Dec 232021

photo by Catherine B Photografie


(Seb Painchaud, the main man behind the Montréal band Tumbleweed Dealer, has very expansive and eclectic musical tastes, which is one reason why for six years in a row we’ve asked him to share a year-end list with us. This one, as usual, goes in all sorts of different directions.)

So, 2021 huh? At least it wasn’t ‘2020 part 2, this time it’s personal’. The theme of the year has to be ‘cautious optimism’ as things slowly creep back to something we can consider adjacent enough to what we used to call normal for us to become complacent once again. Shows are slowly starting back-up, I can eat at my favorite Pho place again, looks like we might just be on the other end of this shitstorm and we may even get a few months before the next one starts (omicron, nuclear warfare, global warming, the fall of capitalism, murder hornets 2: The Return, all bets are open on what will hit next!)

All in all, a much better year than the previous one, musically and personally. I’m turning in my list earlier than usual this year, for once having a list of 20 potential albums that I all feel comfortable including. I will still be scouring everyone else’s list for a potential entry in a ‘Shit I Slept On’ compilation early next year, but until then, hope you discover something new in here!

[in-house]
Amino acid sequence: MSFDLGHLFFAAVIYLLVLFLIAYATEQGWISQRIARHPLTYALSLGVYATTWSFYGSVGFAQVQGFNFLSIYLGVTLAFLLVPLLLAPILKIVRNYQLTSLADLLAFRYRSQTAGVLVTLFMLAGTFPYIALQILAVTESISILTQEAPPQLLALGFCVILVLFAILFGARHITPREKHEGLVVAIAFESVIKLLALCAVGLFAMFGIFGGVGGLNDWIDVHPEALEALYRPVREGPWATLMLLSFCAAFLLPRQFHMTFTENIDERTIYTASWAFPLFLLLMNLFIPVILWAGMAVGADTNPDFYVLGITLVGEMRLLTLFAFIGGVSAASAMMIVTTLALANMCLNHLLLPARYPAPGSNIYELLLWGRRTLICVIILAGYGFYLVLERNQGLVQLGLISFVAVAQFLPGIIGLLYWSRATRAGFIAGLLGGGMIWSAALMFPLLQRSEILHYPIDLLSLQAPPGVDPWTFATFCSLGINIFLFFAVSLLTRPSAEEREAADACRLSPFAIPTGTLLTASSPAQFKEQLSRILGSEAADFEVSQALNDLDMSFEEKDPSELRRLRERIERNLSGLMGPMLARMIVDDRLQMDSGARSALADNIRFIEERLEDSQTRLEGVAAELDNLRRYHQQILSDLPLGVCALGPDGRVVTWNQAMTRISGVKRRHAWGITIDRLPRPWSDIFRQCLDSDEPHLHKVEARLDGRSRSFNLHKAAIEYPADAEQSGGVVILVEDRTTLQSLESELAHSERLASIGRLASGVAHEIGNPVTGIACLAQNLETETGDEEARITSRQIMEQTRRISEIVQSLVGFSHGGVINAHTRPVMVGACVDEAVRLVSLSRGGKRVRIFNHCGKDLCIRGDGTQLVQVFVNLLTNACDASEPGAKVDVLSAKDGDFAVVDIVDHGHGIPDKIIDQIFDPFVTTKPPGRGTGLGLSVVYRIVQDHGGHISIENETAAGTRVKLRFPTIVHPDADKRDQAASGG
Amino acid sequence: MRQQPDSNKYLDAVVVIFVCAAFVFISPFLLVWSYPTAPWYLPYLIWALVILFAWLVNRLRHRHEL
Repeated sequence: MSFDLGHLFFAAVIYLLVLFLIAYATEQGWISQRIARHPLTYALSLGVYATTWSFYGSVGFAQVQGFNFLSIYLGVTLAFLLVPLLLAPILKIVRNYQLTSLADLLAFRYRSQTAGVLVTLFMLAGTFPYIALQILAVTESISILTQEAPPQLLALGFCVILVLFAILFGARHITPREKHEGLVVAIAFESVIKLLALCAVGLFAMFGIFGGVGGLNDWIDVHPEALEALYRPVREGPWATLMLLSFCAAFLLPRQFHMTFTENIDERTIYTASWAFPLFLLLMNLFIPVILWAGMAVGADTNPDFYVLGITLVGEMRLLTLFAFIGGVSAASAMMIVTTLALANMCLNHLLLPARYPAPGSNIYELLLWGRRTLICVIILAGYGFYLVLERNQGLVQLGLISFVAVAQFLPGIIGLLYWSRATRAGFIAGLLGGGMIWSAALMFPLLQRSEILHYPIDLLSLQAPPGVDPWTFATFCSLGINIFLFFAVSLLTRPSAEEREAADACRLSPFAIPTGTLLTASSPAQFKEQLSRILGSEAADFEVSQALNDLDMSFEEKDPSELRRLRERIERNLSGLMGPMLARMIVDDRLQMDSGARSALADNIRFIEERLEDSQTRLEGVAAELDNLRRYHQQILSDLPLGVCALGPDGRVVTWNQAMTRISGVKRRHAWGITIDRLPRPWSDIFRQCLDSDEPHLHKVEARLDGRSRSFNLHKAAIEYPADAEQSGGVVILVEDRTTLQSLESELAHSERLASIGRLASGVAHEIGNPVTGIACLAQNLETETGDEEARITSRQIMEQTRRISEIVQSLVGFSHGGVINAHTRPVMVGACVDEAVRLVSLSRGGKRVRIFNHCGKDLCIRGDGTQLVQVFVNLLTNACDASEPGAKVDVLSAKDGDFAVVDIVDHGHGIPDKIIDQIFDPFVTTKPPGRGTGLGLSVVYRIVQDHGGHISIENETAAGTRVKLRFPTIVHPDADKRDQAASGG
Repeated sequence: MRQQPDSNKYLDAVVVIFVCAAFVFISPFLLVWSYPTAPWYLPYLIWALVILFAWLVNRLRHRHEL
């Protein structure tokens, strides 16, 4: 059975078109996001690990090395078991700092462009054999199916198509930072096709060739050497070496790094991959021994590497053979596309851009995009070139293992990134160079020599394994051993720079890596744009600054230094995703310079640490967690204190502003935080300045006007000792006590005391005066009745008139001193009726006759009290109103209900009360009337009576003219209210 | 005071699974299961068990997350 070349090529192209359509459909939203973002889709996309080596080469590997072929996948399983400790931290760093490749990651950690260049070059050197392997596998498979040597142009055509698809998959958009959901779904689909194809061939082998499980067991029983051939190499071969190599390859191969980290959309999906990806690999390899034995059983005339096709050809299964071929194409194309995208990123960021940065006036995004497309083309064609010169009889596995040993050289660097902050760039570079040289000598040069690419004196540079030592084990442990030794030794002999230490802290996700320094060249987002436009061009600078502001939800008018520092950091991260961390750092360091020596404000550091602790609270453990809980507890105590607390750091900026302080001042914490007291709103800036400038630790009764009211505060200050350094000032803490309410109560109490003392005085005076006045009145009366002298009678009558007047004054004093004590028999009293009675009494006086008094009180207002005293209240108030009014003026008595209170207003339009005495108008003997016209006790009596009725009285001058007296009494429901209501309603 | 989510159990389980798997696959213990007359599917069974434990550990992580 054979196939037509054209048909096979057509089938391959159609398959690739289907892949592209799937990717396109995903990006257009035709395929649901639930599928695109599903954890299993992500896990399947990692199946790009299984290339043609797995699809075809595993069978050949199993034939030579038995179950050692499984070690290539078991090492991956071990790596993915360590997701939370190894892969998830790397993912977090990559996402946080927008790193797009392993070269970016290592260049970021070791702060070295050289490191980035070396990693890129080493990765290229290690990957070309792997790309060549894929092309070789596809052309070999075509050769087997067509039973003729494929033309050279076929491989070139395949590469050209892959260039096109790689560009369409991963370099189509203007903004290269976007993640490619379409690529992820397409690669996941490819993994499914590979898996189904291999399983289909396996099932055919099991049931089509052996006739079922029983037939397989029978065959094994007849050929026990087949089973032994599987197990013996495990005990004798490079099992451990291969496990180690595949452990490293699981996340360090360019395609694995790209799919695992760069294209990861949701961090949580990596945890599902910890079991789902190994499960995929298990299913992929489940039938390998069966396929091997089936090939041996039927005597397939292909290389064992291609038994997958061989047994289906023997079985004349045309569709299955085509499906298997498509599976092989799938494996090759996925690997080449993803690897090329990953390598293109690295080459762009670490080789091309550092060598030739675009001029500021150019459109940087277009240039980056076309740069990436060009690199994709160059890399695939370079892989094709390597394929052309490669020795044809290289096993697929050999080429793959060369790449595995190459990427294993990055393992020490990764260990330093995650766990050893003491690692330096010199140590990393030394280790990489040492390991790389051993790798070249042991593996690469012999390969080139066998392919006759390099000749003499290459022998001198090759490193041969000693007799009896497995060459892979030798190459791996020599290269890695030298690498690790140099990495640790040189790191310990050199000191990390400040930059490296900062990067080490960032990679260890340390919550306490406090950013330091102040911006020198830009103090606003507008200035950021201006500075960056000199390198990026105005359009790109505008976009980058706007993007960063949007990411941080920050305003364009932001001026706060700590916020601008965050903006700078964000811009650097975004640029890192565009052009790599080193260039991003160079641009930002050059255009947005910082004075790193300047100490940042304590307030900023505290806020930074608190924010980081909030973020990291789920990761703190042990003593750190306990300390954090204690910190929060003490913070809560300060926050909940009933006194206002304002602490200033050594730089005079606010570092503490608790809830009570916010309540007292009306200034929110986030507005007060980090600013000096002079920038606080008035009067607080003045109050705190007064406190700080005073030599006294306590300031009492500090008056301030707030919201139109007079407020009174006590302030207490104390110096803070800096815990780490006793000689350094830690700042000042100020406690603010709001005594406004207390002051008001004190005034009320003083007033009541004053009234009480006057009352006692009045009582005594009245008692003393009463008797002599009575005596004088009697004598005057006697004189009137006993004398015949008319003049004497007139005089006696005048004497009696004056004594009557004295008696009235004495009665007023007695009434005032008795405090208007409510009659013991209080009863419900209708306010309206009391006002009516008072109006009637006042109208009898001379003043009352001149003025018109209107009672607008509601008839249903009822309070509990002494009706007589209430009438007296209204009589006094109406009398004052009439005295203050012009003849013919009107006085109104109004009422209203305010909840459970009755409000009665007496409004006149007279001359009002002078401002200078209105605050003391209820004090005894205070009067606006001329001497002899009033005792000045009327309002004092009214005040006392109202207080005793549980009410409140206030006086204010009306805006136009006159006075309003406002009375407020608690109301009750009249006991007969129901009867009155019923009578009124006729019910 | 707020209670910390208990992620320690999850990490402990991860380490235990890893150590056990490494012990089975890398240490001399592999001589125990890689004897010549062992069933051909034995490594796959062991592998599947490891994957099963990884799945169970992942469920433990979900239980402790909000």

Murderer – I Did It All For You

Every year, there’s always one album I don’t include on my yearly list because I discover it too late, and then I proceed to beat myself up over it for the next twelve months. I’ve taken to including it in the following yearly article to atone for that unfathomable mistake. Last year had so many, I had to put out a second post to make things right, yet here we are, opening up this year’s list with a release from 2020!

The worst fucking part is I had actually heard this one when it came out, but it just didn’t click at the time.

Murderer play a weird brand of punk (An almost Oi-ish take on hardcore punk) and synth pop (think Choir Boy) keeping the styles almost completely separate from each other, and the whole thing is based on repetition. Things repeat over and over with slight variations in a way that elevates it all to an artform while remaining something to nod your head along to. This is evident in the fact that 5 songs share the same name, chord progression, and lyrics, the same sentences chanted over and over like a mantra, making up a large part of the band’s synth pop side of their sound. Add to that the fact that the band’s punk songs pretty much steamroll along nonstop to the same, straight-ahead, one-two drumbeat, and you get a picture of how hypnotically catchy this whole affair ends up being.

Kinda thing that starts off as a something you enjoy almost ironically, then becomes a guilty pleasure, to eventually evolve into one of your favorite records you’ve discovered lately, which explains why I’m a year late recommending it.


And so, on with the list!

Another yearly tradition is for me to begin the actual list with an EP. Let’s just make it a yearly thing and skip the whole ‘quality of over quantity’ spiel. We’ll use the time we save not doing that whole song-and-dance routine by including two of ‘em.


Luna Li – Jams